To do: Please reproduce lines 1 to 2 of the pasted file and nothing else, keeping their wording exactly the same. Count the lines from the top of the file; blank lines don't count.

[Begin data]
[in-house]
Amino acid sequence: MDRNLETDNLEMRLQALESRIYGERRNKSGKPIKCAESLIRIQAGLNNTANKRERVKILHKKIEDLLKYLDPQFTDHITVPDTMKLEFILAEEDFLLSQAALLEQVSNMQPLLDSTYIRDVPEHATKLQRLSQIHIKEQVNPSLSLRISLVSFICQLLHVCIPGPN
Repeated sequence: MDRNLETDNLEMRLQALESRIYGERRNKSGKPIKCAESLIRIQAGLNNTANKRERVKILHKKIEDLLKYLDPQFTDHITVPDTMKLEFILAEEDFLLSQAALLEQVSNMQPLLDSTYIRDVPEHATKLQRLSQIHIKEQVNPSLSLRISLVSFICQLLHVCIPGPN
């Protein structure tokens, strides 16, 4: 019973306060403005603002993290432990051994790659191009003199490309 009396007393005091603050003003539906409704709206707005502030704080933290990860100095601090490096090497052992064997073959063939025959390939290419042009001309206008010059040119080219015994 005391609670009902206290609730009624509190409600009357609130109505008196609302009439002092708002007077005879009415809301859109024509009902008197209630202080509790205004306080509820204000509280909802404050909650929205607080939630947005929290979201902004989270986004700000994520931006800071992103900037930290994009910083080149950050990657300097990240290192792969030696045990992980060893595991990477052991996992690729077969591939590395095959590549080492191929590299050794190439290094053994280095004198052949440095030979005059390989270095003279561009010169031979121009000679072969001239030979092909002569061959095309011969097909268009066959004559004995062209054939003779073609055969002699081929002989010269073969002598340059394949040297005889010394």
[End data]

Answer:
[in-house]
Amino acid sequence: MDRNLETDNLEMRLQALESRIYGERRNKSGKPIKCAESLIRIQAGLNNTANKRERVKILHKKIEDLLKYLDPQFTDHITVPDTMKLEFILAEEDFLLSQAALLEQVSNMQPLLDSTYIRDVPEHATKLQRLSQIHIKEQVNPSLSLRISLVSFICQLLHVCIPGPN